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July 7,2008 Vancouver Sun

New buses, infrastructure will add to deficit of system already in major financial crunch

Miro Cernetig, Vancouver Sun

Published: Monday, July 07, 2008

New York came to Vancouver hunting for talent and definitely found some, scooping up one of our hockey stars. We went to New York looking for some of their's and, well, we'll have to just wait and see if it was a good trade.

Last week's big news was the New York Rangers signing Markus Naslund to get on track for a Stanley Cup. Less noticed was that our public transit agency hired Thomas Prendergast, the guy who helped New York's mass transit system.

Bet on Naslund having an easier job ahead in the Big Apple than Prendergast will here in supposedly laid-back Lotusland. TransLink's new CEO might want to get a few of Naslund's elbow pads, too -- he's going to need them for the job ahead.
The reality is TransLink, as the agency running our buses, trains and seabuses is called, is in a major financial crunch. Prendergast is going to be looking for some big dollars from you when he hits town -- as much as an extra $450 million annually -- to meet TransLink's looming deficit.

Here's what the man who once helped run the New York subway system as senior vice-president, and then went on to be president of the notoriously star-crossed Long Island Rail Road, needs to deal with.

By 2012, just four years away, TransLink is expecting a budgetary shortfall of $150 million. Add to that the cost of financing $2.75 billion in new buses and infrastructure over a decade -- about $250 million to $300 million a year. Total shortfall: $450 million.

Now, some of that whopping deficit will be eliminated by the real estate development TransLink has in mind. The agency expects at least $30 million a year from land and development deals around its new transit stations and hubs.

There's also the possibility of yet another rise in gas prices. Translink has the power to raise gas taxes by up to three cents a litre (if it dares) to pull in another $65 million annually.

That leaves them, by my account, $355 million short. Where is that going to come from?

Welcome aboard, Mr. Prendergast.

Here's the tough choices he has: cut service (difficult when our premier wants more of us on buses to reduce greenhouse gas emissions), forget about all the new trains and buses (difficult for the same reason) or go looking for dollars.

Those would have to come from road tolls, fare hikes or even a return to the controversial levy on car owners (tried but abandoned by the New Democratic government in 2000). Dale Parker, chairman of the TransLink board, told the Tri-City News' Jeff Nagel that "all of those options are going to have to be considered. We are going to have to find new sources of revenue."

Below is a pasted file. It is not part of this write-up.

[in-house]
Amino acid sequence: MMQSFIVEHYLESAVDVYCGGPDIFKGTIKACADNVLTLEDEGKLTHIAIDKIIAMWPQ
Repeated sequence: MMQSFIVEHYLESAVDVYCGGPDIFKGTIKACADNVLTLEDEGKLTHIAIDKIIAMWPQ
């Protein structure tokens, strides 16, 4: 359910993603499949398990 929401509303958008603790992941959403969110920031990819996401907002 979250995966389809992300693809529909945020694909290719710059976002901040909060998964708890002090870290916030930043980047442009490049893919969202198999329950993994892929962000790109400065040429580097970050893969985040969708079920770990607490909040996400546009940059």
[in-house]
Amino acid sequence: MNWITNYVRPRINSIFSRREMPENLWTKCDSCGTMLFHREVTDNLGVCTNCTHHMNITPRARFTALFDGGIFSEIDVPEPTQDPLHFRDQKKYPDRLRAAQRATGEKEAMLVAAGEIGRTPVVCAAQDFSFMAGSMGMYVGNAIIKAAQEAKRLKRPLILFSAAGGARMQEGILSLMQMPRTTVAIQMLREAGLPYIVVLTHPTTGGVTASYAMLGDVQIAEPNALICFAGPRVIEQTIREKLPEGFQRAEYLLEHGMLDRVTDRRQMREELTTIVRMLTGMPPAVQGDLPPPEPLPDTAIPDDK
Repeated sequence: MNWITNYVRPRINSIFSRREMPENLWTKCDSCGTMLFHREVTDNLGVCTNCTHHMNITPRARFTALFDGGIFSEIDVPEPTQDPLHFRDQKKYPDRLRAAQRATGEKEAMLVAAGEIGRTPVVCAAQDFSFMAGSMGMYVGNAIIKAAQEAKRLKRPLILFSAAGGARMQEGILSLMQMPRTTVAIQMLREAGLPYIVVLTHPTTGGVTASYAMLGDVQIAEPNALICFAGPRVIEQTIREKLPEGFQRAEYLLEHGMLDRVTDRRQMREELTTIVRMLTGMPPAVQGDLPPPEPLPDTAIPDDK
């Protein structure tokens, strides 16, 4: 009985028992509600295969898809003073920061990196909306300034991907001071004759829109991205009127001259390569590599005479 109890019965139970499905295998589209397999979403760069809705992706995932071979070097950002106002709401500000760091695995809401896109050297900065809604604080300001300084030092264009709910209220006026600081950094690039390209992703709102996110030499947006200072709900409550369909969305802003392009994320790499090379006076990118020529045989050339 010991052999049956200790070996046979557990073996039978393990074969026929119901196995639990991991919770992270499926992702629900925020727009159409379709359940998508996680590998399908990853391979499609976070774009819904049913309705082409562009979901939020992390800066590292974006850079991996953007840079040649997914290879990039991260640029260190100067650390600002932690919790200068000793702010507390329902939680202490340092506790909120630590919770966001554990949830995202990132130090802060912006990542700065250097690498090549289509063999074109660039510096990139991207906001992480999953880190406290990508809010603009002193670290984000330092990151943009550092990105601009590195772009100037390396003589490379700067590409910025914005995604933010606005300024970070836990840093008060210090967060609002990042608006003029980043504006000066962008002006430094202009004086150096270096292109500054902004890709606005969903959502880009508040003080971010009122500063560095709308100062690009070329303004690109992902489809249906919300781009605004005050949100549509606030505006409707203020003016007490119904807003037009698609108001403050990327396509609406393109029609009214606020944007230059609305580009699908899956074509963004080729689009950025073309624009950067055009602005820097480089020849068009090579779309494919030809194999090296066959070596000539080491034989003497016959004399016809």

Transportation Minister Kevin Falcon radically restructured TransLink, promising to bring in what's called "professionals" instead of mayors to run our mass transit agency. The question is whether Prendergast will be the guy to get this job done. Let's review his record on the tracks.

His CV is surely impressive: Since 2002 he's been a transit consultant for the firm Parsons Brinckerhoff, overseeing more than $1 billion in projects.
He cut his professional teeth in 1990, when he became the senior vice-president of New York's subway system, the 1,130-kilometre network of snaking tracks, aging rail cars, dank tunnels, poisoned labour relations and runaway deficits that has pushed many a career off the rails. But Prendergast is no shrinking violet. In a 1991 round of labour relations, he drafted a plan for $91 million in cuts aimed at laying off hundreds of workers and reducing maintenance work.

Prendergast survived the subway and went onto his most notable credential. In 1994, he was appointed president of the Long Island Rail Road, the largest commuter rail system in the United States. This is where I have to pause.

You see, I've used the Long Island Rail Road and let's just say the trains did not always run on time nor did they often offer a salubrious experience.

"[Prendergast] tried to change what he repeatedly referred to as the 'culture' on the railroad," Lawrence H. Silverman, the past chairman of the Long Island Rail Road Commuter's Council, wrote in the New York Times last year. "He replaced some department heads with former colleagues from the subway.

"The results were not pretty: air conditioning failures, undercarriage fires and breakdowns that reports later found were due to neglected or faulty maintenance. At least partly because of Mr. Prendergast's difficulties with labour and management, riders suffered some of the worst service ever."

In 1999, the NYT offered up an expose on the benighted commuter line while it was under Prendergast's stewardship. The title summed up a litany of commuter woes and service breakdowns, which I can attest to: "Commuting In Misery: A special report: The Long Island Rail Road: Busiest, but Far From Best."

After more than four years on the job, Prendergast's response? "There is no easy fix." The president, the newspaper added, wished New Yorkers to be more "understanding of what we're dealing with." (Good luck on that, Mr. Prendergast.)

Our city's new transit guru might soon be employing the same lines here. TransLink may not be as storied as the Long Island Rail Road or the Big Apple's subway. But the challenges are every bit as big -- and costly.

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